Islamic State: Iraqi Government's illegal barrel bombing of civilian areas 'to be stopped'

Scores of people have died in indiscriminate bombing of Isis-controlled areas

The Iraqi army has killed scores of civilians by dropping illegal bombs on residential areas in its fight against the Islamic State (Isis).

The new Prime Minister, Haider al-Abadi, ordered a stop to air strikes on civilian populations on Saturday to comply with conditions set by moderate Sunni Muslim tribal leaders supporting the Government’s military campaign.

He claimed the order had come into effect on Thursday but on that day alone, 14 barrel bombs were dropped on Fallujah city, killing 22 civilians according to a worker at the local hospital.

"I have ordered the Iraqi Air Force to halt shelling of civilian areas even in those towns controlled by Isis," Abadi said on his official Twitter account.

Human Rights Watch and other charities had recorded widespread use of barrel bombs by Iraqi forces since the start of the Isis campaign to establish an Islamic caliphate earlier this year.

The terrorist group now controls one third of Iraq, including the cities of Mosul, Ramadi and Fallujah as well as countless towns.

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Haider Al-Abadi, the new Iraqi Prime Minister, has claimed to stop air strikes on civilian populations

Militants have taken over the civilian administration in areas they control and embedded themselves among the general population, meaning that until now entire cities have been considered legitimate military targets by the Iraqi Government.

In July, Human Rights Watch reported that barrel bombs were raining on civilians in Isis-controlled towns including Fallujah, Beiji, Mosul, Tikrit and al-Sherqat.

The group claimed that 75 civilians had died in Iraqi air strikes in little over a month and 17, including seven women and two children, were killed by barrel bombs.

Calling for the US and international allies to stop providing weapons and support to Iraqi forces until they complied with humanitarian law, it demanded a halt to attacks in civilian areas.

“The Iraqi government may be fighting a vicious insurgency, but that’s no license to kill civilians anywhere they think Isis might be lurking,” said Joe Stork, the deputy Middle East director at Human Rights Watch.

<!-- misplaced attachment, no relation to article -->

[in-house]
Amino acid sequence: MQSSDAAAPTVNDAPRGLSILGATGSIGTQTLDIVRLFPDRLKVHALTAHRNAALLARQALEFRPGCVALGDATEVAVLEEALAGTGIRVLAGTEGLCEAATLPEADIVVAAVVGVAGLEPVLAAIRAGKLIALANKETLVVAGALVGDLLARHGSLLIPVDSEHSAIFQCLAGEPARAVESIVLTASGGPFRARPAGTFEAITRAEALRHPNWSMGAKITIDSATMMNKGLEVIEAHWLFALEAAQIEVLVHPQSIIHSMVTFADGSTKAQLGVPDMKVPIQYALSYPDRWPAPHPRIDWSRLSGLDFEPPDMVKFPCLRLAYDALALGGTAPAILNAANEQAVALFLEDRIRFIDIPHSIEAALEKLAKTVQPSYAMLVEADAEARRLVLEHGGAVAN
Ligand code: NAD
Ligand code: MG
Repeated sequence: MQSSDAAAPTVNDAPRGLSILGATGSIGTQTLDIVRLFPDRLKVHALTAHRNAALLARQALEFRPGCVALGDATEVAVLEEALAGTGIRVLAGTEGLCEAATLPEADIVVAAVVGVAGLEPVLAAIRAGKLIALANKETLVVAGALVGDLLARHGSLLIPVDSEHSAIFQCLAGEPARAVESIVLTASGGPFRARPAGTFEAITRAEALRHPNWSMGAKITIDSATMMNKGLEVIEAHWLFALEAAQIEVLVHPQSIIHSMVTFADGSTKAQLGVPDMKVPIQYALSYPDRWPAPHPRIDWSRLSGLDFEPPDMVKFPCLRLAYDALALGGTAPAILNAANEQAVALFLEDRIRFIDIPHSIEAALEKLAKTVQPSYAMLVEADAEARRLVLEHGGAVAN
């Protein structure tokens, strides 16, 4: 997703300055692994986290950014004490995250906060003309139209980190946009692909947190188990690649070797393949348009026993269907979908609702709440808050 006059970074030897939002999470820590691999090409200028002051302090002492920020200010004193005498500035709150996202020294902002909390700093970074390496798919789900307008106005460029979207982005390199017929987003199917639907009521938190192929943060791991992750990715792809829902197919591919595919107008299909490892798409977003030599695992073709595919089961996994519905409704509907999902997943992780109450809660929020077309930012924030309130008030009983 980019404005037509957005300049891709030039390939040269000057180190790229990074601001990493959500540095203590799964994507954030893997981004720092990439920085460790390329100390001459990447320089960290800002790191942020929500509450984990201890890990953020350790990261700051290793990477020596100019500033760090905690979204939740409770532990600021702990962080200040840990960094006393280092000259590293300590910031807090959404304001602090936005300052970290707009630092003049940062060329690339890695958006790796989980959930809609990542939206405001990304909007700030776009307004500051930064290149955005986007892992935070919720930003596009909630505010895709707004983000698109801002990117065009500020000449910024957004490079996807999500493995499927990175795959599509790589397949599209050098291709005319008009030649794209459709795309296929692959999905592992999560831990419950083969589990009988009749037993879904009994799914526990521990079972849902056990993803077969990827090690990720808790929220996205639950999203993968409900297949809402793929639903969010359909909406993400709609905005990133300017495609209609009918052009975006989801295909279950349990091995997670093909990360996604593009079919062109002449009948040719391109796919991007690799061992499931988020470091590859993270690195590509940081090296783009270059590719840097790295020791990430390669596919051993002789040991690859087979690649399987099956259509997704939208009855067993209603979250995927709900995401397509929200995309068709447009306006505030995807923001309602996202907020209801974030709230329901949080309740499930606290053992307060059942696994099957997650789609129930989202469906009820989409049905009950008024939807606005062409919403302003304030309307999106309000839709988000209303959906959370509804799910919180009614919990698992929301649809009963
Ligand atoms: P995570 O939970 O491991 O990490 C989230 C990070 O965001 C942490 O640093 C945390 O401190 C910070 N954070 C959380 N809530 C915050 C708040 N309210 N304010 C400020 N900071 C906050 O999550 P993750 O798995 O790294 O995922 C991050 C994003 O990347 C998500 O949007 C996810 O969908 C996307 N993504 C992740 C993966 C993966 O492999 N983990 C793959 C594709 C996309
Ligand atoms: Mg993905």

“The government’s air strikes are wreaking an awful toll on ordinary residents.”

Fallujah, where barrel bombing was recorded as recently as Thursday, has been targeted by the illegal bombardments since January this year, according to the charity.

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Fallujah became the first major Iraqi city to fall to Isis fighters

A 40-year-old resident, who gave his name as Amar, told Human Rights Watch about a barrel bomb attack on 6 July that killed his brother and two other people.

They had been fixing a generator that provides electricity to the al-Shurta area of Fallujah minutes before the attack.

“I went to my house which is about 50 yards away,” he said.

“The generator is in a yard and the barrel bombs fell on the street between the generator and the houses.

“It was like an earthquake and I ran to my brother, I saw his body and I saw four cars burning in the street.”

The other fatalities were a supermarket owner and a woman whose body parts had to be collected in a blanket by neighbours.

“I saw the bottom of the barrel and shrapnel,” Amar said, describing the bomb as a “ball of fire” dropped from a helicopter.

It is illegal to use the bombs in civilian areas under international law because the cheap weapons, usually metal containers packed with explosives and shrapnel, are indiscriminate and cause devastating damage and injuries over a wide area.

In Syria, the use of barrel bombs was one of the many war crimes chalked up against Bashar al-Assad’s regime in a report by the UN’s Office of the High Commissioner for Human Rights (OHCHR).

“The use of barrel bombs [indiscriminately in civilian areas] amounts to area bombardment, prohibited under international humanitarian law as a tactic that spreads terror among the civilian population,” it said.

The United Nations representative in Iraq, Nickolay Mladenov, welcomed the Mr Abadi’s move to stop aerial bombardments of towns.

"Protection of civilians and ensuring their safety and security is a paramount priority for the United Nations," he said.

The US, Britain and Iraqi politicians hope the new Prime Minister will be able to unite the country’s Sunni and Shia factions to form a united front against Isis.

Additional reporting by Reuters

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